A favorite game of Junior Officers everywhere is called Bring Me a Rock. If its not already a part of your daily routine, at some point you WILL play this game:
Boss: Bring me a rock.
You: What kind of rock?
Boss: You’re the expert. Dazzle me!
You: (Read books)
You: (Locate a big rock)
You: (Obtain hammer and chisel, refine big rock into finished product)
You: (Bring the rock to the Boss)
You: Here’s your rock sir.
Boss: (Ponders the rock, while scratching his chin)
Boss: That’s not exactly what I wanted.
You: What do you want, sir?
Boss: Bring me a rock.
This game can be infuriating for those on the receiving end, especially when it involves multiple iterations of waiting in line to get to the boss– nothing drives people crazy like wasting their time. Sadly, this game doesn’t go away with promotion– it exists at all levels in all bureaucratic organizations. Admirals play Bring Me a Rock with Captains, and CEOs play Bring Me a Rock with VPs. You’ll never escape it– but you can manage it. While there’s nothing you can do about a truly bad boss, the chances are that you are somehow contributing to the cycle. If you can identify your contribution and eliminate it, you can at least shorten the cycle, if not break it altogether.
Seek the Reference. If it can be done, there is a procedure or instruction somewhere depriving you of any discretion as to how to go about doing it. You must find this reference, verify that it is up to date, and apply it to your task. The product will probably be exactly what the boss has in mind, and if it isn’t, you’ve at least found an outstanding case for not changing it.
This is easier for some tasks than for others. You might have a hard time finding the reference for use of font colors in piloting brief presentations (I’m sure it exists, though). When real references apply, though, a solid review of governing instructions is something which should be done automatically. If you’re routing something without bouncing it off the appropriate references first, then you’re wasting your boss’s time, not the other way around.
Don’t let image concerns get in the way of efficiently doing your job.
Give Frequent Status Updates. Bosses eat this shit up. It not only keeps them informed, but also helps alleviate their anxiety that you’re dropping the ball on their tasking (trust me, they have their doubts about you). What it does for you, though, is give them ample opportunities to correct your course, ultimately saving your time. They may now have a better idea of what kind of rock they want than when you originally received the tasking, or maybe they now have more time and inclination to explain it. It could be that they were under some incorrect assumptions about what you already know, and it takes a few follow-on conversations to clear up just how much guidance you need. The best thing about giving brief status updates is that you can do it any old time, and don’t need to wait around for a formal interview to correct a course error.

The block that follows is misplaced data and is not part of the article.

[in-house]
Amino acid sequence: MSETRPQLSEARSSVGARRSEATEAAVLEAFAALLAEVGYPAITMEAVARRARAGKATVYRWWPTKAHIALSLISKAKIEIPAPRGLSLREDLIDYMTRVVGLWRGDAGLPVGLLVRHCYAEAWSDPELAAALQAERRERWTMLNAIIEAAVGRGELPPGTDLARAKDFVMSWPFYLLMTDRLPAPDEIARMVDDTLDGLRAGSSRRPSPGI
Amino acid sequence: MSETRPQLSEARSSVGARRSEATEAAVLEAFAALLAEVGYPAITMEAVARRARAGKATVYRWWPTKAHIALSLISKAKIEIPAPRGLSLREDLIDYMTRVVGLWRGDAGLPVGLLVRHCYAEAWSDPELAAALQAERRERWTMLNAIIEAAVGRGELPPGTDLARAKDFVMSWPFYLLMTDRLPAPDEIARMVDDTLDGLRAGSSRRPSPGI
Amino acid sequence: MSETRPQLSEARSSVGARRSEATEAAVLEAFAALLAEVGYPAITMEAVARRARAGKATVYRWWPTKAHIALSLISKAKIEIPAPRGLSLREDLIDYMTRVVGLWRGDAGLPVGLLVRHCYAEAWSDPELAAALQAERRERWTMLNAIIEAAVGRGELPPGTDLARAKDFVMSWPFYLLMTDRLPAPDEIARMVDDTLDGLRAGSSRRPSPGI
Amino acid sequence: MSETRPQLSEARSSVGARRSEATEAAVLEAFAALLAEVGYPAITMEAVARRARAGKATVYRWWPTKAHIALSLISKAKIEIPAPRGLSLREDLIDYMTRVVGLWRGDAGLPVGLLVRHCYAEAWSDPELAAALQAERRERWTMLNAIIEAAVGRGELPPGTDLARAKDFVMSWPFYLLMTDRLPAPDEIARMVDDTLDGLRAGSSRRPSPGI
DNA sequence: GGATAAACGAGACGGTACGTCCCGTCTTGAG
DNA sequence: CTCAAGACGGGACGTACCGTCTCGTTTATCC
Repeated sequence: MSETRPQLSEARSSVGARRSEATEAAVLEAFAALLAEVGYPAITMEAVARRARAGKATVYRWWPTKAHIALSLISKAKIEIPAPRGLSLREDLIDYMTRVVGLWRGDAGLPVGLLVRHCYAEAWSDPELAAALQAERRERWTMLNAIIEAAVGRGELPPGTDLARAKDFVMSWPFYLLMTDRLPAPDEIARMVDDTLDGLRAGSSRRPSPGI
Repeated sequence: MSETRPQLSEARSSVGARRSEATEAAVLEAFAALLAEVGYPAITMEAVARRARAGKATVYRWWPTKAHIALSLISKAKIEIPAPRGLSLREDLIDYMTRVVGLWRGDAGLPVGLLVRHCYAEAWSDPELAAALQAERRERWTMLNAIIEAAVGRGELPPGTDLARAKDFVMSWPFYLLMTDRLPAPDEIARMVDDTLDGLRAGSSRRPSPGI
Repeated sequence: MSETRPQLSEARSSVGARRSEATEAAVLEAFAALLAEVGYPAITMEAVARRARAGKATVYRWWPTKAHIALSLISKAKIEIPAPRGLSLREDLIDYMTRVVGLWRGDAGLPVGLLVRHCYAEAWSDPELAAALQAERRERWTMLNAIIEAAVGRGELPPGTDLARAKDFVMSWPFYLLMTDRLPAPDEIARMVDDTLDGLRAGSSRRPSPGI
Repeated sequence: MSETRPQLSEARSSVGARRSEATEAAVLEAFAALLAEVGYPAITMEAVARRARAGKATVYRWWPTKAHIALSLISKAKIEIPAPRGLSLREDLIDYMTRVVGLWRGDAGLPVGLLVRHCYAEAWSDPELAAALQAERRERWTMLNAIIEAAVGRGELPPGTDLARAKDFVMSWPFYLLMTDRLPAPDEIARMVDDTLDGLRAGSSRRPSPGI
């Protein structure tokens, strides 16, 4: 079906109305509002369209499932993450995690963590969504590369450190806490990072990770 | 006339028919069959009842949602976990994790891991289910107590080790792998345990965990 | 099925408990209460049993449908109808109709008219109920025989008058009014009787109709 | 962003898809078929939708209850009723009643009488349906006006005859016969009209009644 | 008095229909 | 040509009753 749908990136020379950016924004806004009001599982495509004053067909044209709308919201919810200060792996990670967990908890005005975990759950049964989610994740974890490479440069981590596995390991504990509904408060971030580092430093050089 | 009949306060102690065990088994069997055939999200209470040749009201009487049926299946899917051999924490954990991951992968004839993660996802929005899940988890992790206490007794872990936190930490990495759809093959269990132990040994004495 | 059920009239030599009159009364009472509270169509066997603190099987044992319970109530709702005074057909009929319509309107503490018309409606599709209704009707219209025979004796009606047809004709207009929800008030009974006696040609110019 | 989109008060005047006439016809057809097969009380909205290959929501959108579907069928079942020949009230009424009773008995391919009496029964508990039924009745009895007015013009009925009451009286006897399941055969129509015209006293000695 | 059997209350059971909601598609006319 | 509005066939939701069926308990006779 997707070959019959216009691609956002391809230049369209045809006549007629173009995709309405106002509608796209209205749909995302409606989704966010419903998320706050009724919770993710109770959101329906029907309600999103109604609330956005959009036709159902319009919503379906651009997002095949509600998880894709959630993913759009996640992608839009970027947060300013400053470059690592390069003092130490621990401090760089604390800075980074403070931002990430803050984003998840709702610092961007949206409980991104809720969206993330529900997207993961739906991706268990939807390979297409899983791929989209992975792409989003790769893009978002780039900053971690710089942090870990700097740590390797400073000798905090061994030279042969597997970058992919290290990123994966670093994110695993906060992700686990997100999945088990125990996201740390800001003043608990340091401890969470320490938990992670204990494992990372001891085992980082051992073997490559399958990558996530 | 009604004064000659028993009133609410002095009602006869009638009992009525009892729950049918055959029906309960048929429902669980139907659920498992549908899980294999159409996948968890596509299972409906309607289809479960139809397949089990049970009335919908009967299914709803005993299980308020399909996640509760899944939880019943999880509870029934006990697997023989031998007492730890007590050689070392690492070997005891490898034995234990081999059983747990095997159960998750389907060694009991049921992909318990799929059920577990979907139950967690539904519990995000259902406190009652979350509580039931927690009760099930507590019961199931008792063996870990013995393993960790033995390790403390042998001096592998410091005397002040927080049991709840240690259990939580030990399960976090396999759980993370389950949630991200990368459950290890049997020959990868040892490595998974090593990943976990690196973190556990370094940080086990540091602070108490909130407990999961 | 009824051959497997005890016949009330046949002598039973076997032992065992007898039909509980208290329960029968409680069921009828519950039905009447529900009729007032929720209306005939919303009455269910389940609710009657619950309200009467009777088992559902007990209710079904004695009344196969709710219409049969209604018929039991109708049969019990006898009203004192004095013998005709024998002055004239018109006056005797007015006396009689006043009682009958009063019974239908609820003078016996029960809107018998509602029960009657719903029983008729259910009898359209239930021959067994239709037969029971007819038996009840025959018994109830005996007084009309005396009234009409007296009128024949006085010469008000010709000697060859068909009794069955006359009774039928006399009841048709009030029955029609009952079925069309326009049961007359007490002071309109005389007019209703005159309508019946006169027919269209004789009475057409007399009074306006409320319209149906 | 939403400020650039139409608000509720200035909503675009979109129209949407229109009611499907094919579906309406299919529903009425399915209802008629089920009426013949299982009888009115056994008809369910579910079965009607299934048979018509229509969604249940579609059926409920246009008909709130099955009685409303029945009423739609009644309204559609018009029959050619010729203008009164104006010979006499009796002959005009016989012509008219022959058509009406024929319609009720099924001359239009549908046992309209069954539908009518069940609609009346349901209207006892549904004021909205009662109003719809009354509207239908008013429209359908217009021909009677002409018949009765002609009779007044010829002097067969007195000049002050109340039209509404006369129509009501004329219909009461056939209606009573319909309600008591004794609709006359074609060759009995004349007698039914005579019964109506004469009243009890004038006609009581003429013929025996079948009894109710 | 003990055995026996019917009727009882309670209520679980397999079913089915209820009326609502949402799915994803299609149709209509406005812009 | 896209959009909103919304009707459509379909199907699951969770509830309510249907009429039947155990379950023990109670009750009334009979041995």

One mistaken prejudice against giving status updates is fear of looking like a kiss-ass. The solution to this is easy: don’t kiss ass. You’re not seeking face-time for face-time’s sake, you’re exchanging information to facilitate the execution of tasking. Don’t let image concerns get in the way of efficiently doing your job.
Get in Your Boss’s Head. Your boss probably didn’t get to his level by arbitrarily and indiscriminately wasting man-hours. He probably knows something you don’t, and probably has a good reason for wanting things a certain way. Maybe he’s trying to teach you something. Maybe he’s punishing you for submitting shoddy work. Maybe he genuinely thinks you know more than you do- this happens often; as officers progress in their careers sometimes they forget what its like to not know things. Maybe the answer is clearly defined in a reference, and he wants you to go look it up.
Don’t Delay. Here we have the destructive consequence playing Bring Me a Rock. Sooner or later, every exasperated rock-bringer concludes that as long as there is time remaining until the hard deadline, the Boss is going to continue demanding changes. The natural progress of this thought is that the only way to stop the cycle is to delay presenting the rock to the boss until the last minute– that way the boss has no choice but to accept it.
Don’t do this. If the boss rejected your work, it’s not just to screw with you, it’s because he doesn’t like what you gave him. If you bring him something he doesn’t like but has no time to change, it’s really going to piss him off. If you’re in a never-ending Bring Me a Rock cycle, you need to confront the situation head-on, not weasel out of it. Scrutinize your processes, and ask coworkers or mentors for help. Forcing your boss to use a product he doesn’t like is never the answer.